This post originally appeared on Oct. 13, 2011
One of the nice things about having a blog is that you get to think of something and then announce it like it has some sort of real meaning.
So today I decided Relax, It’s Just God is giving out its Coolest Mom Ever Award.
Before you send in your nominations, which you were never going to do but it makes me feel good to think that you would have, I should probably mention that a winner already has been named. She was chosen — completely subjectively and based entirely on emotion — by me, on Monday afternoon at 1:20 p.m.
Here’s how it happened:
I was standing under a shade tree in front of my kid’s kindergarten classroom, waiting for class to be dismissed and chatting with one of the other moms, whose name is Erin. At some point during our chat, Erin mentioned to me, sort of off-handedly, that her 5-year-old, Jaiden, is obsessed with learning Mandarin.
Finding that rather unusual, I asked for the back story.
This is what she told me:
In August, Jaiden was in a swimming class with a few other children, including a Chinese-American girl, whom he befriended. As the classes drew to a close, the little girl’s mom invited Jaiden to join their church’s Vacation Bible School. Jaiden desperately wanted to go with his new friend, so Erin agreed to check it out.
Unbeknownst to either of them, however, the church in question turned out to be a Chinese Baptist church full of Chinese Baptist people. And about the time Erin began wondering whether this was really the best fit for Jaiden, the little boy was being happily ushered off to his first activity.
Now, let me say this: Neither Erin nor her husband are particularly religious. He was raised Catholic, but isn’t practicing. She considers herself somewhat nonreligious, having been raised in a family that, as she put it, “changed religions like underwear.”
But here was Jaiden, attending a Chinese Baptist church — and loving every minute of it. In fact, he was so taken with the whole thing that, once Vacation Bible School ended, he asked to be enrolled in the church’s Youth Ministry class AND its Sunday School class, and insisted the whole family attend the church’s weekly sermon and luncheon. All told, Jaiden would be committing three and half hours of every Sunday to the Chinese Baptists.
Did I mention that this family already has a lot going on? Jaiden has two younger siblings: a very active 3-year-old brother and a baby sister with Down Syndrome.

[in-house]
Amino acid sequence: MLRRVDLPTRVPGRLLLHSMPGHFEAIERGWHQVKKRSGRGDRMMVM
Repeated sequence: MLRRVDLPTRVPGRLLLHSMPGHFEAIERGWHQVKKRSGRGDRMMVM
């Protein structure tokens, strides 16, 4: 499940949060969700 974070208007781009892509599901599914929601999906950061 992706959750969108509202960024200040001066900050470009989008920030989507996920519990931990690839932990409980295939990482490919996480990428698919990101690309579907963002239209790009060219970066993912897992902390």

And did I also mention that, while the lunch is comprised of a mouth-watering assortment of Chinese food, the sermons themselves are sometimes in Mandarin with really shitty English translation?
“We’re the only ones in the whole congregation who aren’t Chinese,” Erin said, and then laughed. “It’s tough. It’s tough.”
“How often do you go?” I asked.
“Every Sunday,” she said. “Every Sunday since August.”
And that’s when I knew.
“You,” I said, “are the Coolest Mom Ever.”
My sister is fond of this one monologue in the movie Lars and the Real Girl, in which Lars, who is in love with an anatomically correct sex doll named Bianca, is confronted by his sister-in-law.
“Every person in this town bends over backward to make Bianca feel at home,” the sister-in-law says. “Why do you think she has so many places to go and so much to do? Because of you! Because all these people love you! We push her wheelchair. We drive her to work. We drive her home. We wash her. We dress her. We get her up, and put her to bed. We carry her. And she is not petite, Lars. Bianca is a big, big girl! None of this is easy for any of us, but we do it. We do it for you.”
Now I’ll admit that a Chinese Baptist church is not the same as a mail-order whore doll. Nor is Jaiden all that similar to a deeply troubled but affable 30-year-old. But still. The sweetness is the same — because both situations answer the same question: How far would you go to actively support the happiness of someone you love, even if you don’t fully understand it yourself?
Every single Sunday, this couple with so much going on dresses up their children, and themselves, and marches off to listen to an hour-plus-long sermon they don’t always understand, eat lunch with people they don’t know, and celebrate a faith that isn’t theirs.
None of this is easy for any of them, but they do it. They do it for Jaiden. They do it because they love Jaiden.
So, Erin, if you’re out there somewhere, you are officially RIJG’s Coolest Mom Ever. Congratulations, and keep up the good work.
Or, as they say in Mandarin: 恭喜你, 保持良好的工作。
A brief postscript: I ran into Erin about a year later and asked her whether they were still attending the Chinese Baptist Church. She said no, that they had finally stopped. “Why?” I asked. “Jaiden just didn’t want to go anymore,” she said. “I think he eventually got sick of eating Chinese.”